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I think it might be silly question to ask but trust me I am beginner to reactJS . Could someone please explain me why we use prevState in ReactjS . I tried hard to understand but failed .

Here is my code. Please Help me to understand

 state = {
    placeName : '',
    places : []
}



placeSubmitHanlder = () => {
    if(this.state.placeName.trim()===''){
      return;
    }
    this.setState(prevState => {
      return {
        places : prevState.places.concat(prevState.placeName)
      };
    });
  };
1
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    I don't think that this post is a 1:1 duplicate to of the linked post that its claimed to be a duplicate of. For one, the linked post asks three questions all at once, when you're supposed to ask 1 question per post on SO. This post is focused on one issue that newbies like me are asking as we learn. The richest part of all of this is that prevState isn't explicitly discussed in the react docs. The current top answer to this post elaborates on the what prevState is further than either the linked post this post is a supposed duplicate of or the react docs. – DeltaFlyer Apr 28 '19 at 22:05
54

prevState is a name that you have given to the argument passed to setState callback function. What it holds is the value of state before the setState was triggered by React; Since setState does batching, its sometimes important to know what the previous state was when you want to update the new state based on the previous state value.

So if multiple setState calls are updating the same state, batching setState calls may lead to incorrect state being set. Consider an example:

state = {
   count: 0
}
updateCount = () => {
    this.setState({ count: this.state.count + 1});
    this.setState({ count: this.state.count + 1});
    this.setState({ count: this.state.count + 1});
    this.setState({ count: this.state.count + 1});
}

In the above code you might expect the value of count to be 4 but it would actually be 1 since the last call to setState will override any previous value during batching. A way to solve this to use functional setState:

updateCount = () => {
    this.setState(prevstate => ({ count: prevstate.count + 1}));
    this.setState(prevstate => ({ count: prevstate.count + 1}));
    this.setState(prevstate => ({ count: prevstate.count + 1}));
    this.setState(prevstate => ({ count: prevstate.count + 1}));
}
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    Got it , Thanks . One Last question . Can you please explain this piece of code . this.setState(prevState => { return { places : prevState.places.concat(prevState.placeName) }; }); – user11037643 Feb 21 '19 at 13:14
  • 1
    You can check this question for more details on that – Shubham Khatri Feb 21 '19 at 13:21
  • 1
    Actually I understood all behind the scene but confuse on this line prevState.places.concat What this means . Thanks – user11037643 Feb 21 '19 at 13:27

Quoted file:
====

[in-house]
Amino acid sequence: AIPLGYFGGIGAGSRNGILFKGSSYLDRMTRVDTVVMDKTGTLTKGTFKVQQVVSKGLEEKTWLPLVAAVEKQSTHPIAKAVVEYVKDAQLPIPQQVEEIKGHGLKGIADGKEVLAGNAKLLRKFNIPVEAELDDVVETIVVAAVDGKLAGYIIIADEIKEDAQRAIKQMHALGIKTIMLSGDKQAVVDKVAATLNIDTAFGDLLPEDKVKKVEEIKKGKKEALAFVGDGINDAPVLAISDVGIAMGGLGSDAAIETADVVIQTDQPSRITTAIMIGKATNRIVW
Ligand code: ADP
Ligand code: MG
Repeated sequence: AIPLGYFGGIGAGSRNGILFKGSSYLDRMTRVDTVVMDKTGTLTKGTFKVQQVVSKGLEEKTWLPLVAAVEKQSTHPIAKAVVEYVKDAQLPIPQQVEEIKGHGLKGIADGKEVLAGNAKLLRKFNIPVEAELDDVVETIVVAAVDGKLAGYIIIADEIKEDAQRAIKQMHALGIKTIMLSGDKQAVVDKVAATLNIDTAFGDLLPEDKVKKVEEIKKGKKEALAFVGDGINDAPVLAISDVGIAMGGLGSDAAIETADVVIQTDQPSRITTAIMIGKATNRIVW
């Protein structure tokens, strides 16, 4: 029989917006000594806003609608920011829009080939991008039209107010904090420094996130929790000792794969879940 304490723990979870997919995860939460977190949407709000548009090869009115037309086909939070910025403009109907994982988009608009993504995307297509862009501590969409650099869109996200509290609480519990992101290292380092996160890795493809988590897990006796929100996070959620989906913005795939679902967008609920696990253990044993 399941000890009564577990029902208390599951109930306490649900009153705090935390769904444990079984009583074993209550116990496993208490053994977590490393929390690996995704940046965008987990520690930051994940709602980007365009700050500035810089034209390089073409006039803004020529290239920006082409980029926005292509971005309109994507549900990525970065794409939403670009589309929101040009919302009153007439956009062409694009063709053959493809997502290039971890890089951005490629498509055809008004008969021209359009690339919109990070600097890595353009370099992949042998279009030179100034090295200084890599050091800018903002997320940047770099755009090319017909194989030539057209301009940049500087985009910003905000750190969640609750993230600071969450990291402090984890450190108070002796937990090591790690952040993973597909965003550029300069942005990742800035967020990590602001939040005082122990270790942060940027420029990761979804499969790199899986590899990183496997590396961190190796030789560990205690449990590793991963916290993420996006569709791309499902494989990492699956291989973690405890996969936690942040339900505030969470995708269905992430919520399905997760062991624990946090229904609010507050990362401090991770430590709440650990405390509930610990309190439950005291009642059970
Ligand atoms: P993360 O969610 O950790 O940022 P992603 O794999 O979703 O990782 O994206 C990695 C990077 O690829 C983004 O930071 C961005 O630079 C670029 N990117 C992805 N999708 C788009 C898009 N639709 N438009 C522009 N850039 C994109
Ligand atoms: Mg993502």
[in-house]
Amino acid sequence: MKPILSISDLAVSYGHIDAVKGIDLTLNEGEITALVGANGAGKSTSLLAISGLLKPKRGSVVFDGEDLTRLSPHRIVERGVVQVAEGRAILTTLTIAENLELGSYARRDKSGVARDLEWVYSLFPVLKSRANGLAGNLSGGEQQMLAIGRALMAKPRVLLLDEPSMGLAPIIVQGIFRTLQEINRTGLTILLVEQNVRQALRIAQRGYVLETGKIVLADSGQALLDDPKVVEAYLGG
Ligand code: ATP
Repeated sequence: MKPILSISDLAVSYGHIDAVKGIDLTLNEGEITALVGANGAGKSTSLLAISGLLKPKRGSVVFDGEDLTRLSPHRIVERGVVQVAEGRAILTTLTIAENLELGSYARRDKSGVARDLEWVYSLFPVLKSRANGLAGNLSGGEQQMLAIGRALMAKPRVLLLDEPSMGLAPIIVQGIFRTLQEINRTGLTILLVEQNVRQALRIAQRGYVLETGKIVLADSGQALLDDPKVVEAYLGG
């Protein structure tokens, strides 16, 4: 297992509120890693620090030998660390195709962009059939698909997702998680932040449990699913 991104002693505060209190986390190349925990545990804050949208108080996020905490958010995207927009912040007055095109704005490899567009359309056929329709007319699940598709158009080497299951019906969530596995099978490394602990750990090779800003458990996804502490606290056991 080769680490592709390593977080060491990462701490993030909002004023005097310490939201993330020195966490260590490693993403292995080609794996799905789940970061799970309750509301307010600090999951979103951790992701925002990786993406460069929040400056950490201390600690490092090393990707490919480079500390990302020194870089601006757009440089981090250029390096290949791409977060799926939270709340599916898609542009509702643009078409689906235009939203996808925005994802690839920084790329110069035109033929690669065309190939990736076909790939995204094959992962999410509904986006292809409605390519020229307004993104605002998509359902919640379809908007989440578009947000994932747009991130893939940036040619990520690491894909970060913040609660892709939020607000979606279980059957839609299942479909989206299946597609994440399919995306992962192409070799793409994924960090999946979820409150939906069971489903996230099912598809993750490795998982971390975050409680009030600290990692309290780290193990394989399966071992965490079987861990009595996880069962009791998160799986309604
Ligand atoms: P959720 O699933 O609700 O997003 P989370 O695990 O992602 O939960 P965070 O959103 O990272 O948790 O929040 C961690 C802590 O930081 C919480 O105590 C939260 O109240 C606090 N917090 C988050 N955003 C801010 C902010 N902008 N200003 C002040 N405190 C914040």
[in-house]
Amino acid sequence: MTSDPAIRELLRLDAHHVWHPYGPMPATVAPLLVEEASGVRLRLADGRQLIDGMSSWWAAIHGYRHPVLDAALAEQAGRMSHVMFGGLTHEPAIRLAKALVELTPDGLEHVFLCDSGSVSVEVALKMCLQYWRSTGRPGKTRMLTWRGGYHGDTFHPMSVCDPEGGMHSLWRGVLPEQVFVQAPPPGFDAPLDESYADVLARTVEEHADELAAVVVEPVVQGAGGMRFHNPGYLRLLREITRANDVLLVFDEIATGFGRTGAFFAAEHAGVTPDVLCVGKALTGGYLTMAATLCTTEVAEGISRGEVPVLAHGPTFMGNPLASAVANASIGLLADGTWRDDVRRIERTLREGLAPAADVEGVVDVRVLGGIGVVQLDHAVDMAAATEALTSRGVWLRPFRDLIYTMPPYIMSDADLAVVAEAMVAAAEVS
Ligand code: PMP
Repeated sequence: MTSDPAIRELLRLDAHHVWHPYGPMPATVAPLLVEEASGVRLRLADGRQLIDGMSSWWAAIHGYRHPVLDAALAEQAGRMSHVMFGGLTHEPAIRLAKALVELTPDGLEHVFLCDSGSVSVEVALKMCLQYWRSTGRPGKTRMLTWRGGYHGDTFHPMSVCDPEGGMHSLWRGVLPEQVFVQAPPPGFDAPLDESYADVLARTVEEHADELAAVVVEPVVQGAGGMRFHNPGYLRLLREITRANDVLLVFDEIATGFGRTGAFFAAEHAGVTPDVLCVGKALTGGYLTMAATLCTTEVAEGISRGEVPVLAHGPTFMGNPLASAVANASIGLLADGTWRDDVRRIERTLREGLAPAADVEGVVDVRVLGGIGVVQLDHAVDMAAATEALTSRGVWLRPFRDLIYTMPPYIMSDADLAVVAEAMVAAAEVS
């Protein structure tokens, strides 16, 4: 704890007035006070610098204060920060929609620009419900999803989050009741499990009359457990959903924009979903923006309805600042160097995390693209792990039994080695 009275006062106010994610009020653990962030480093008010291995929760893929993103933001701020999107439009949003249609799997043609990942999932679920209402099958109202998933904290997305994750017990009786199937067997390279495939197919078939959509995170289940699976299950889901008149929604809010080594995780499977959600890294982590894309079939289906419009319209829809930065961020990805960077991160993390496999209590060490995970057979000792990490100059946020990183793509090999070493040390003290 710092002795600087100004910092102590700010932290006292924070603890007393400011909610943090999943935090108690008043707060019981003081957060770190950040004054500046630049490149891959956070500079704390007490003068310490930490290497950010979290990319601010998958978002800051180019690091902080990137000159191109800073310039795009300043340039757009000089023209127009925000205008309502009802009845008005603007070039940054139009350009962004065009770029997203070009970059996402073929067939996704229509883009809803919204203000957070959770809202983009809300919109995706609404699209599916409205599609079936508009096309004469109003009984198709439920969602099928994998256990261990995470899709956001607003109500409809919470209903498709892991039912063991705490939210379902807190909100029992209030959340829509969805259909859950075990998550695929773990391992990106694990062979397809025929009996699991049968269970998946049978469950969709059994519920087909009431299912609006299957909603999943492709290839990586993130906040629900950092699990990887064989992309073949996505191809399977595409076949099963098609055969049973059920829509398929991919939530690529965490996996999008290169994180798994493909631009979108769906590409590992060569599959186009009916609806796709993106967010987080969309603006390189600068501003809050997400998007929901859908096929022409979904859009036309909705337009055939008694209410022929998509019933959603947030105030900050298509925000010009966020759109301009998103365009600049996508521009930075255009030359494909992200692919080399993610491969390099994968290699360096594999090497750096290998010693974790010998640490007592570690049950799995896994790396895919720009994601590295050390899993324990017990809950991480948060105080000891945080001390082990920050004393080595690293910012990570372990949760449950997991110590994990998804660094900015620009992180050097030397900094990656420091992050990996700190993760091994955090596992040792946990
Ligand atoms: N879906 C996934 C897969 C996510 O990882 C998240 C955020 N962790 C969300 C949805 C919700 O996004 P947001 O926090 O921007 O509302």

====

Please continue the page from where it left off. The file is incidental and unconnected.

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    prevState.places.concat(prevState.placeName) will push previous placeName value in state to places state array and return a new array which we use to set places state – Shubham Khatri Feb 21 '19 at 13:31
  • sorry not understand .. – user11037643 Feb 21 '19 at 14:29
6

You use it when you want to override the current state with the last state's parameters.

From React docs :

According to the React docs "React may batch multiple setState() calls into a single update for performance. Because this.props and this.state may be updated asynchronously, you should not rely on their values for calculating the next state."

"To fix it, use a second form of setState() that accepts a function rather than an object. That function will receive the previous state as the first argument, and the props at the time the update is applied as the second argument"

Link

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    @S.Haaviv Thank you for your comment . Could you please explain " Previous state value " as you mentioned in answer . Where Previous state is coming in my code. – user11037643 Feb 21 '19 at 12:55
  • When you use setState to set to a new state, prevState is the current state (inside the function of setState) . Because react can do some batching and it's async, the state may change over time so you can't rely on this. – S.Haviv Feb 21 '19 at 12:57
1

Here is a demo with a commented-out code to give you more information: http://codepen.io/PiotrBerebecki/pen/rrGWjm

constructor() {
  super();
  this.state = {
    value: 0
  }
}

React docs: https://facebook.github.io/react/docs/reusable-components.html#es6-classes

The [React ES6 class] API is similar to React.createClass with the exception of getInitialState. Instead of providing a separate getInitialState method, you set up your own state property in the constructor.

Where does prevState come from?

The prevState comes from the setState api: https://facebook.github.io/react/docs/component-api.html#setstate

It's also possible to pass a function with the signature function(state, props). This can be useful in some cases when you want to enqueue an atomic update that consults the previous value of state+props before setting any values. For instance, suppose we wanted to increment a value in state:

this.setState(function(previousState, currentProps) {
  return {
     value: previousState.value + 1
  };
});
1
  • Could you please explain what mean by Previous Value and where this value is coming from ? . – user11037643 Feb 21 '19 at 12:58